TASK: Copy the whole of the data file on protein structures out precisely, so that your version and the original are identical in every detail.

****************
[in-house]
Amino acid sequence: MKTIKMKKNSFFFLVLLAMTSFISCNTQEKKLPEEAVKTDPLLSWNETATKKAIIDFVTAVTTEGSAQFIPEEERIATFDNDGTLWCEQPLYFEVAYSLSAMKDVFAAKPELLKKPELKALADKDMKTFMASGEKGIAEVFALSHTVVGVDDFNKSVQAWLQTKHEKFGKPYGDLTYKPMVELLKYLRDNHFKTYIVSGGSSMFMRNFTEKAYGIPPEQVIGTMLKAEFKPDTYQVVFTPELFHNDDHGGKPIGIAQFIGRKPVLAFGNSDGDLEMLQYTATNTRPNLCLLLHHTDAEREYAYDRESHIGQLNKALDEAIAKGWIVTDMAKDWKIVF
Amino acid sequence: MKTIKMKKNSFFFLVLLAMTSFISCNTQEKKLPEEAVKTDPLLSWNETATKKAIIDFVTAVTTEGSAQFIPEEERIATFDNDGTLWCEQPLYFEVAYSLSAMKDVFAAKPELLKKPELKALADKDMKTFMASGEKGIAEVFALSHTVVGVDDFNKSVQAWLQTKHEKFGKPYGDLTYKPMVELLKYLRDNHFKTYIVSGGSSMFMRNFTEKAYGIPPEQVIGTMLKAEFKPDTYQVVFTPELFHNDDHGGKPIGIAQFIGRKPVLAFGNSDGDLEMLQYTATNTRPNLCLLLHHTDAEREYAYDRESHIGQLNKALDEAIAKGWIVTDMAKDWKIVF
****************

[in-house]
Amino acid sequence: MKTIKMKKNSFFFLVLLAMTSFISCNTQEKKLPEEAVKTDPLLSWNETATKKAIIDFVTAVTTEGSAQFIPEEERIATFDNDGTLWCEQPLYFEVAYSLSAMKDVFAAKPELLKKPELKALADKDMKTFMASGEKGIAEVFALSHTVVGVDDFNKSVQAWLQTKHEKFGKPYGDLTYKPMVELLKYLRDNHFKTYIVSGGSSMFMRNFTEKAYGIPPEQVIGTMLKAEFKPDTYQVVFTPELFHNDDHGGKPIGIAQFIGRKPVLAFGNSDGDLEMLQYTATNTRPNLCLLLHHTDAEREYAYDRESHIGQLNKALDEAIAKGWIVTDMAKDWKIVF
Amino acid sequence: MKTIKMKKNSFFFLVLLAMTSFISCNTQEKKLPEEAVKTDPLLSWNETATKKAIIDFVTAVTTEGSAQFIPEEERIATFDNDGTLWCEQPLYFEVAYSLSAMKDVFAAKPELLKKPELKALADKDMKTFMASGEKGIAEVFALSHTVVGVDDFNKSVQAWLQTKHEKFGKPYGDLTYKPMVELLKYLRDNHFKTYIVSGGSSMFMRNFTEKAYGIPPEQVIGTMLKAEFKPDTYQVVFTPELFHNDDHGGKPIGIAQFIGRKPVLAFGNSDGDLEMLQYTATNTRPNLCLLLHHTDAEREYAYDRESHIGQLNKALDEAIAKGWIVTDMAKDWKIVF